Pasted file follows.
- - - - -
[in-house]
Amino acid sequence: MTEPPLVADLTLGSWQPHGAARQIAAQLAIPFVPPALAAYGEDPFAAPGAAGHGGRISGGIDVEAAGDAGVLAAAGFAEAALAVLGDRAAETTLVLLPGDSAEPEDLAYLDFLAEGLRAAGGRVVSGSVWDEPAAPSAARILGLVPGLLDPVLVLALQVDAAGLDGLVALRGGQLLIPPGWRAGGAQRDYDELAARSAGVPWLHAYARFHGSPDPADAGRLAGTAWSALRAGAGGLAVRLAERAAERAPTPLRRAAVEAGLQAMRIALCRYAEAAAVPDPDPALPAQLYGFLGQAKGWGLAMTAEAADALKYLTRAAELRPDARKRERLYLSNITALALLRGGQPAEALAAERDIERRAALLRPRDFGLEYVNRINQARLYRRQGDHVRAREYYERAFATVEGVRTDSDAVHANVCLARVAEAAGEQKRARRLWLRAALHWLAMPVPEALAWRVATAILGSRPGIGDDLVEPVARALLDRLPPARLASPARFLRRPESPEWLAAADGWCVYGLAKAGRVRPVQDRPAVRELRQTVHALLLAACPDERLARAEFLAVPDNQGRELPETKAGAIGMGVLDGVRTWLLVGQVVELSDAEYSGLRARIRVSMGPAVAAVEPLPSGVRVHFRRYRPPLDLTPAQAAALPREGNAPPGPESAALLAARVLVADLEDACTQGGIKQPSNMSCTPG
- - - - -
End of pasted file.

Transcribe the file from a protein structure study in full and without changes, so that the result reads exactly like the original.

[in-house]
Amino acid sequence: MTEPPLVADLTLGSWQPHGAARQIAAQLAIPFVPPALAAYGEDPFAAPGAAGHGGRISGGIDVEAAGDAGVLAAAGFAEAALAVLGDRAAETTLVLLPGDSAEPEDLAYLDFLAEGLRAAGGRVVSGSVWDEPAAPSAARILGLVPGLLDPVLVLALQVDAAGLDGLVALRGGQLLIPPGWRAGGAQRDYDELAARSAGVPWLHAYARFHGSPDPADAGRLAGTAWSALRAGAGGLAVRLAERAAERAPTPLRRAAVEAGLQAMRIALCRYAEAAAVPDPDPALPAQLYGFLGQAKGWGLAMTAEAADALKYLTRAAELRPDARKRERLYLSNITALALLRGGQPAEALAAERDIERRAALLRPRDFGLEYVNRINQARLYRRQGDHVRAREYYERAFATVEGVRTDSDAVHANVCLARVAEAAGEQKRARRLWLRAALHWLAMPVPEALAWRVATAILGSRPGIGDDLVEPVARALLDRLPPARLASPARFLRRPESPEWLAAADGWCVYGLAKAGRVRPVQDRPAVRELRQTVHALLLAACPDERLARAEFLAVPDNQGRELPETKAGAIGMGVLDGVRTWLLVGQVVELSDAEYSGLRARIRVSMGPAVAAVEPLPSGVRVHFRRYRPPLDLTPAQAAALPREGNAPPGPESAALLAARVLVADLEDACTQGGIKQPSNMSCTPG